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HTTP New Generation

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Introduction

The prototype showed that it is possible to make improvements in several problem areas of HTTP 1.1 and can be done in a way that could lead to the unification of the Web with the related middleware systems COM, CORBA, and Java RMI.

The second part, Protocol Design Group (PDG), ran through late 1998 and produced and measured a prototype to study the feasibility of moving the Web onto an application-independent distributed object system.

1.1. Modularity and extensibility

Other applications include those that are closely related (e.g., WebDAV, DASL, and DELTAV), those that are less closely related (e.g., IPP , SWAP), those that are based on partial clones of HTTP (e.g., SIP [16]), and those that are completely unrelated and based on the layering over HTTP of middleware systems of independent origin (e.g., COM, Java RMI, and some CORBA implementations) and of Web-conscious origin (e.g., XML-RPC, SOAP).

Should the application use a different port than the HTTP default of 80? Should the application use traditional HTTP methods (GET, POST, etc.) or should it define new methods? Should the application use http: URLs or define its own? Should the application define its own MIME types, or use something that already exists? Answering questions like this has been a real issue.

The well-known paradigm of explicit interfaces, as used in modern programming languages and RPC systems, would help manage the co-existence and evolution of the multiplicity of applications of HTTP, but HTTP does not support that paradigm.

The PDG called this application ‘The Classic Web Application’ (TCWA), to distinguish it from the great many other applications now using HTTP.

1.2. Networking performance and fairness

While it might appear that there is a viable alternative in using HTTP 1.1’s Range header, there are some problems with that approach: (1) it is relatively recently standardized, so uniform server support cannot be assumed; and (2) the Range header’s interactions with other features of HTTP are unclear or bad (e.g., HTTP=1.1 offers integrity checking on messages, not documents ).

The use of verbose text-based representations for ‘headers’ and other protocol-level data, and the confusion between that layer and human-readable documents and mail messages, leads to unnecessarily high numbers of bytes used for protocol overheads and method parameters.

These include inefficient use of the network, poor latency delivered to the users, and a tendency to abuse the network with multiple parallel TCP streams.

Commonly deployed TCP implementations do not share congestion-avoidance state between parallel streams, leading to less efficient reactions to network conditions.

URIs bound to protocol stacks

Without the possibility of multiple stacks, it is not possible to incrementally move the current Web onto a new transport subtensor offer multiple alternatives for any other reason — except by using mechanisms (such as HTTP redirections or UPGRADE) that cost additional round trips.

Tunneled traffic vs. firewalls

The great variety and obscurity of ways of tunneling general applications through HTTP makes it hard for a firewall to do anything with HTTP traffic.

Nor does a firewall benefit a trusted and trustworthy insider who fully secures his machines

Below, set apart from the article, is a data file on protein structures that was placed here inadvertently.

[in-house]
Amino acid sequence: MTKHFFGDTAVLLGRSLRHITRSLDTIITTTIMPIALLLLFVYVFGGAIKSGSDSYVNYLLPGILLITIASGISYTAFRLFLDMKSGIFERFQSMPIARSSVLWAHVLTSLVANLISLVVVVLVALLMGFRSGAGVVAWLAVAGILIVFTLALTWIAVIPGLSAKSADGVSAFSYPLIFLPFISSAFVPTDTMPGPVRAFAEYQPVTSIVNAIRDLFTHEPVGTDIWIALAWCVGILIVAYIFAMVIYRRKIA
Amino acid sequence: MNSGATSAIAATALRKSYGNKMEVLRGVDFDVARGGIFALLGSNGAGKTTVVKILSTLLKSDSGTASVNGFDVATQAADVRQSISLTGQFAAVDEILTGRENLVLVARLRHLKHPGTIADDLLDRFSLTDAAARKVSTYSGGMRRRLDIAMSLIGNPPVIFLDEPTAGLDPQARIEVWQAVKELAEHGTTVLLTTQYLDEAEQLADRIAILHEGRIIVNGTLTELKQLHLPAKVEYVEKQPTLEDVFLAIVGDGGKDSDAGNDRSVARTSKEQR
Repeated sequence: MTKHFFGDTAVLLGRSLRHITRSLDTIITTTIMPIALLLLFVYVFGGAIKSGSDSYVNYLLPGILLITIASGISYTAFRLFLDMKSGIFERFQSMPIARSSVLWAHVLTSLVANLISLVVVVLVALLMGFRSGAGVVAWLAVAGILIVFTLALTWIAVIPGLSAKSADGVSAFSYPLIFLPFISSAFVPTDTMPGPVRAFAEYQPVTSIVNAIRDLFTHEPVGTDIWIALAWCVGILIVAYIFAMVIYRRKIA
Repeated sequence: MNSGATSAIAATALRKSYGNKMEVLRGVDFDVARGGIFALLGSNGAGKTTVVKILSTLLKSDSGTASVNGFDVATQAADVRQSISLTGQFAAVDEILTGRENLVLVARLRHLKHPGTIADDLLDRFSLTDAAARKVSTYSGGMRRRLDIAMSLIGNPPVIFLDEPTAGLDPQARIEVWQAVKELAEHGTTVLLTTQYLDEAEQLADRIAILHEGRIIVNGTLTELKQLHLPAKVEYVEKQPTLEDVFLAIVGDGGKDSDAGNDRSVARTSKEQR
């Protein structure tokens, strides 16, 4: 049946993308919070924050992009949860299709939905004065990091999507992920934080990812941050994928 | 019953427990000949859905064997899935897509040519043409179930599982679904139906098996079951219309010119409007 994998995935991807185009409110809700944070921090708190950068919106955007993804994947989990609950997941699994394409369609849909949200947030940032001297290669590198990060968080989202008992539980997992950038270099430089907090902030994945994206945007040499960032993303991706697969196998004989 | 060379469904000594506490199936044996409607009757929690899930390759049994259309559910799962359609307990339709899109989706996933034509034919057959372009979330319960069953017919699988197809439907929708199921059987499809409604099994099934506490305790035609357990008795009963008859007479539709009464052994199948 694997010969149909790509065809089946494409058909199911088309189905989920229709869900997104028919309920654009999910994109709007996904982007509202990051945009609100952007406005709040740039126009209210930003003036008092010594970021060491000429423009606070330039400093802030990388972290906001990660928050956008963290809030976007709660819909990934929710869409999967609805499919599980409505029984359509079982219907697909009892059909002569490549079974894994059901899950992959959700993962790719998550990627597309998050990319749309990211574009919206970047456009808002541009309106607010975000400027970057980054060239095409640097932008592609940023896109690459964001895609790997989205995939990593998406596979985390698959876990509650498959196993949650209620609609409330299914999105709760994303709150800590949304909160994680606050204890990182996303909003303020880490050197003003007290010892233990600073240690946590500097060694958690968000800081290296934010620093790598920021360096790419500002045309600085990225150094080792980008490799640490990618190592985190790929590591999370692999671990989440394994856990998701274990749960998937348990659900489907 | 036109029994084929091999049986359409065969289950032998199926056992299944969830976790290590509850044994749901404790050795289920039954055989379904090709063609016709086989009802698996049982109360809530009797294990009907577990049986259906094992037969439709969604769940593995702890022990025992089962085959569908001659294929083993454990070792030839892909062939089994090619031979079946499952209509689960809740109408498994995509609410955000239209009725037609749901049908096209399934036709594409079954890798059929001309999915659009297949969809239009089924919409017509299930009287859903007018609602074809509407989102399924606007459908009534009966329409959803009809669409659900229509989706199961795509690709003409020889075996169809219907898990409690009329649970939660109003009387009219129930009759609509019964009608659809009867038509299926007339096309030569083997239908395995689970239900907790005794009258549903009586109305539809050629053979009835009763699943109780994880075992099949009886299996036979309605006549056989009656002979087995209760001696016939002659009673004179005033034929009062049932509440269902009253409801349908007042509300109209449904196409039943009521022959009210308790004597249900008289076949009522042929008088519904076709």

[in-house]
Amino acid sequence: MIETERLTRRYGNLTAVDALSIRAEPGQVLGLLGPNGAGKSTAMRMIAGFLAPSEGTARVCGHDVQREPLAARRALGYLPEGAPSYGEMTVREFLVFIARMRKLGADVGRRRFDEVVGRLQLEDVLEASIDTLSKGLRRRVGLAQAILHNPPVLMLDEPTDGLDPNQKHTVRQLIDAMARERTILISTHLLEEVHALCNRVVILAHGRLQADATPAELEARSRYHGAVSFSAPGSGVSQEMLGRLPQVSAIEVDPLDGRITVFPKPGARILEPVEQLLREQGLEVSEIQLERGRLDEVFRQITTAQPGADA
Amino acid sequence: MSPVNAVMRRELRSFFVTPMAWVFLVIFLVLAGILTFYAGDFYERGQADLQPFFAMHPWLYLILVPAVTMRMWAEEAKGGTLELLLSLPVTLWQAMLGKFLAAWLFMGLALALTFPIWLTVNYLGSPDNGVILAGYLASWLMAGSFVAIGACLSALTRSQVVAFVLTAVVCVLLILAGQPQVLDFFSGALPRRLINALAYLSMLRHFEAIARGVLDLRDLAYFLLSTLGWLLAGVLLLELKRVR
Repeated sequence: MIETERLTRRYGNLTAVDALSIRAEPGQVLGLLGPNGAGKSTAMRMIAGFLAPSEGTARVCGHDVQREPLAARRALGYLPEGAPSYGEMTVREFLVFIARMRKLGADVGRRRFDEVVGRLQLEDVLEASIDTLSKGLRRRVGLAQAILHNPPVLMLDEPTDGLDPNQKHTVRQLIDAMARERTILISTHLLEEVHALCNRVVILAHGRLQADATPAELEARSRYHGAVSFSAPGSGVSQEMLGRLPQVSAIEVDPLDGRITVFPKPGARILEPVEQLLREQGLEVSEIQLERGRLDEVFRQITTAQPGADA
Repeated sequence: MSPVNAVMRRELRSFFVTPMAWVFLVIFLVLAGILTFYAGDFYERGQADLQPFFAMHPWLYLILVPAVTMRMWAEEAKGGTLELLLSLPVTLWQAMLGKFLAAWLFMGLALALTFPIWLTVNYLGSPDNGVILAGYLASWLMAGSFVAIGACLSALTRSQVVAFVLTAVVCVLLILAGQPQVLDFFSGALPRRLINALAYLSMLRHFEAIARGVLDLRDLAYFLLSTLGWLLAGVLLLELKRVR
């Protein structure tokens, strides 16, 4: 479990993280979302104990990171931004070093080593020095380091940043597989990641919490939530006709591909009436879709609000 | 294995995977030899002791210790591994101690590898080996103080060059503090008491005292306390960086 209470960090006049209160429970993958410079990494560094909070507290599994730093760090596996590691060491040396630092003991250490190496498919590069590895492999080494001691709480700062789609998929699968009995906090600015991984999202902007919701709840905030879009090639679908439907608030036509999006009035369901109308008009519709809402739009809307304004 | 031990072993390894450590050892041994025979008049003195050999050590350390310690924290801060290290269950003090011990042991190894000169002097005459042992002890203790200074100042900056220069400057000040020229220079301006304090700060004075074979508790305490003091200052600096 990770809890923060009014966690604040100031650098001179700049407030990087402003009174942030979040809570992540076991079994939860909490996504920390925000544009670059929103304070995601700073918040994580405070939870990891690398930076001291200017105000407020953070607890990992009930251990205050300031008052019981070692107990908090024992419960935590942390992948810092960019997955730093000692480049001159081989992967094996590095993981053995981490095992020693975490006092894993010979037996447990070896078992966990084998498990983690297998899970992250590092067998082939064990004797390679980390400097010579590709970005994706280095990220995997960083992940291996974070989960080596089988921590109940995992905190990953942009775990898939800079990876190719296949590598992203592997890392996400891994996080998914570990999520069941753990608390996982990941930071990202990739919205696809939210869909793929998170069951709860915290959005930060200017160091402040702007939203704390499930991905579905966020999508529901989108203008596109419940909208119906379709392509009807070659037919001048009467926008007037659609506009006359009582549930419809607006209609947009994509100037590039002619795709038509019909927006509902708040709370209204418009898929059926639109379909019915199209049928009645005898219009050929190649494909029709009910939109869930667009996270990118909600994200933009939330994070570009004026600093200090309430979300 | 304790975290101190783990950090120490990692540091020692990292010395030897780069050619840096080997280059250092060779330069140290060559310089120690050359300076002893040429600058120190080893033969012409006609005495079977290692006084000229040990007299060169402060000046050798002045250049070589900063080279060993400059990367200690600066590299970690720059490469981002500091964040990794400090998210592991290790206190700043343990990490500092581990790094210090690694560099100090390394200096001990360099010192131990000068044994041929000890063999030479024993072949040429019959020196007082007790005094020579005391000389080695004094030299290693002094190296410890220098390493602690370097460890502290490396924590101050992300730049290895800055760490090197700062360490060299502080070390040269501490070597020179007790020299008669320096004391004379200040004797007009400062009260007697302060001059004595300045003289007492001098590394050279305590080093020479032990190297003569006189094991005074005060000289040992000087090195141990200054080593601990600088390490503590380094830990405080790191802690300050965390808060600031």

The practice of tunneling general applications through HTTP makes the job of a firewall harder.

1.5. Unifying the Web with COM, CORBA, and Java RMI

The prototype solution to the above problem areas is based on factoring HTTP into three layers: (1) transport of opaque byte or message streams; (2) application-independent remote method invocation; and (3) the document fetching storing application.

The lower two layers suffice to serve the needs of the other applications currently being layered over all of HTTP and provide a platform on which to deploy and evolve a large collection of applications.

2. The prototype design

The lowest layer addresses transport of opaque messages or streams, that allows composition of ‘transport filters’, included is a design of a particular multiplexing filter that addresses some shortcomings of current TCP and provides a service abstraction that can insulate higher layers from certain desirable and expected changes in the lower levels.

2.1. The transport layer

The transport layer is very similar to the corresponding layer in ILU and addresses reliable ordered bidirectional transport of opaque byte or message streams.

A transport filter apparatuses reliable ordered bidirectional transport of opaque byte streams or of opaque messages.

This transport layer is modular and offers controlled evolution, its flexibility is part of the solution to the problem of the strong linkage between URIs and protocol stacks.

The transport layer addresses problems with modularity and extensibility, networking performance and fairness, transport flexibility, and even contributes to unifying middleware systems.

2.2. The MUX filters

The MUX filter adds: (1) the restricting of messages; (2) the multiplexing of parallel message streams over a single underlying byte stream; (3) the ability of the accepting (server) side of the byte stream connection to initiate message stream connections in the reverse direction.

The ability of a byte stream connection receiver to initiate message stream connections in the reverse direction may be useful both (1) to solve the same performance problems mentioned above and (2) to enable callbacks from servers to clients behind firewalls.